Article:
Everything we know about the relationship between drinking wine and maintaining a healthy smile is negative. There’s the staining—sometimes severe—from red varieties, and the high level of acidity, especially in white wine, which weakens enamel and can eat away at the calcium in your teeth, leading to more serious issues. Dentists have long warned their patients about the effects of alcohol on teeth, which is why the results of a new study are so shocking.
The findings, conducted by the Spanish National Research Council in Madrid and published in the Journal of Agricultural and Food Chemistry, suggest that drinking wine may in fact protect teeth thanks to antioxidant-rich micronutrients it contains called polyphenols, which help destroy bacteria that cause plaque, cavities and gum disease.
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To reach this conclusion, the researchers worked with cells that model gum tissue and discovered that two polyphenols found in wine—caffeic and p-courmaric acids—helped reduce the bacteria’s ability to stick to the cells. Study author, Dr. Victoria Moreno-Arribas, said, “Delivery methods for these compounds to treat oral disorders should be optimized. Mouthwashes and chewing gums have been proposed as interesting matrices for the application of dietary polyphenols in the management of oral health.” Translation: This discovery could spark a new trend of wine-inspired oral care products that contain these ingredients.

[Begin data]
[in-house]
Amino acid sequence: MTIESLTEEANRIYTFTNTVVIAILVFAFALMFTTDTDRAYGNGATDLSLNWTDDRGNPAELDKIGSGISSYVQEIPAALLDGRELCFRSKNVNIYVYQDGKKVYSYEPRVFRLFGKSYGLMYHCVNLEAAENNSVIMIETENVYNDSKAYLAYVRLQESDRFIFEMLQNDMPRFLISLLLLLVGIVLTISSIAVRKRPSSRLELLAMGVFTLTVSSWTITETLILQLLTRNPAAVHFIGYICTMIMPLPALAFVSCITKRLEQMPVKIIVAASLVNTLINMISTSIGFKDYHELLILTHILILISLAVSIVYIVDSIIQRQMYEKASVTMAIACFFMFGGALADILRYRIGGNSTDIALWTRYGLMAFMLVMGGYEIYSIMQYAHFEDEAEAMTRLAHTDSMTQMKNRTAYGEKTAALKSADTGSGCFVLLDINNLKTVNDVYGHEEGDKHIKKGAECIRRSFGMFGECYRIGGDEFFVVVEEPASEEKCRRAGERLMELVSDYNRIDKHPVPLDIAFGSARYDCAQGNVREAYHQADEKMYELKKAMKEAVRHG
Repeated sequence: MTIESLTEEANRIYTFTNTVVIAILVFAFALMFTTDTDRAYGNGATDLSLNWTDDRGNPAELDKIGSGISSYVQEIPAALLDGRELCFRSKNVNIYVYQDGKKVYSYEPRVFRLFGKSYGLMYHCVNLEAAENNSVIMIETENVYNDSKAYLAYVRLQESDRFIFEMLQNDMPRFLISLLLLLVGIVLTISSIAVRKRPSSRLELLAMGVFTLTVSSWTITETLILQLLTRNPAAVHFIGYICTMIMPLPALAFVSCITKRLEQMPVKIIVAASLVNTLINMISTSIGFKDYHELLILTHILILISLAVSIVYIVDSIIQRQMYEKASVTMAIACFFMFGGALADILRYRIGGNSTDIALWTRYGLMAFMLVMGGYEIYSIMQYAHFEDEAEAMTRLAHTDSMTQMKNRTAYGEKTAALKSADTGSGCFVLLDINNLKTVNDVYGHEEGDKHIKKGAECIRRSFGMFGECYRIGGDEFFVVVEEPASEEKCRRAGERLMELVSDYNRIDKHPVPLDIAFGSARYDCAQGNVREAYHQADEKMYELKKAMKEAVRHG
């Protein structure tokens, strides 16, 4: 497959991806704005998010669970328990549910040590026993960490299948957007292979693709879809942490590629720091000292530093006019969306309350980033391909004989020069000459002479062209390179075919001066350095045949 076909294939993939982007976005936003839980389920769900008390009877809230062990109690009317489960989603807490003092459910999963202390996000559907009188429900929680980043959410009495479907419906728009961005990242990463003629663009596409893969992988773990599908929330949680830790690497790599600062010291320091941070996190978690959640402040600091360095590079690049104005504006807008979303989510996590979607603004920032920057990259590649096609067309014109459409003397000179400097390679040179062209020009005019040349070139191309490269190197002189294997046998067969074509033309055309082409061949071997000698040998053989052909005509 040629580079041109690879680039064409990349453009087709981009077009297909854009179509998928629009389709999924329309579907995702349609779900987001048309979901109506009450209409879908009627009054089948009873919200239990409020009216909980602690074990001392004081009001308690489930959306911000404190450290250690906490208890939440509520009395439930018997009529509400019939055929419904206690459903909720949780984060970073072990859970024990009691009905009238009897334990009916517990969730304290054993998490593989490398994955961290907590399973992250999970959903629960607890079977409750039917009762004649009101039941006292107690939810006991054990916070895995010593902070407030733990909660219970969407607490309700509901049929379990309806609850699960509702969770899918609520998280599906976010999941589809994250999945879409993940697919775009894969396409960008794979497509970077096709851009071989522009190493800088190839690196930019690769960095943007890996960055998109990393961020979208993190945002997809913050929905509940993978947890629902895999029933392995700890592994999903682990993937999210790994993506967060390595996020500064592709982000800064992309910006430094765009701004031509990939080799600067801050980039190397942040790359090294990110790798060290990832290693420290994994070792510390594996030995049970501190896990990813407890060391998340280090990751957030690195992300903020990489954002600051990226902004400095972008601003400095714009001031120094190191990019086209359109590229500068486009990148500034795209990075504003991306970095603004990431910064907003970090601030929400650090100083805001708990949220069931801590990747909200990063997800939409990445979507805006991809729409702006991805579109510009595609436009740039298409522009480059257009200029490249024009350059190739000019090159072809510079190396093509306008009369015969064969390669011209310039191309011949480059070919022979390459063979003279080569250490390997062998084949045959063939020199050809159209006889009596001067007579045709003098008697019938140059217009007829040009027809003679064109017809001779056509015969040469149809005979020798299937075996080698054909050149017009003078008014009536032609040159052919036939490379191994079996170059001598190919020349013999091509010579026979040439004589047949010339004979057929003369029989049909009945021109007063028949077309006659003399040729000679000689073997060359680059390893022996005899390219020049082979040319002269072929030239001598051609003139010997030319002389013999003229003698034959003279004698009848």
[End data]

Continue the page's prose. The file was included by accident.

Although this news is creating a big buzz, it’s safe to say many dentists are skeptical. We spoke to Beverly Hills, CA cosmetic dentist Kourosh Maddahi, DDS, who has his own line of oral care products, Oral Essentials, to get his thoughts on the research.
“Killing bacteria is the wrong concept in the mouth,” says Dr. Maddahi. “More than 98 percent of the bacteria in the mouth are protective bacteria that are shielding us against viruses, infections and diseases. Alcohol indiscriminately kills bacteria. The acidity and staining effect, and the fact it kills bacteria, makes it the wrong choice.”
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Although more studies need to be conducted before we reach the point (if we ever do) of vino-infused toothpaste, you can’t deny the dry feeling your teeth get after a couple glasses of wine—not to mention what it does to your breath—so this is one study that seems tough to get behind.
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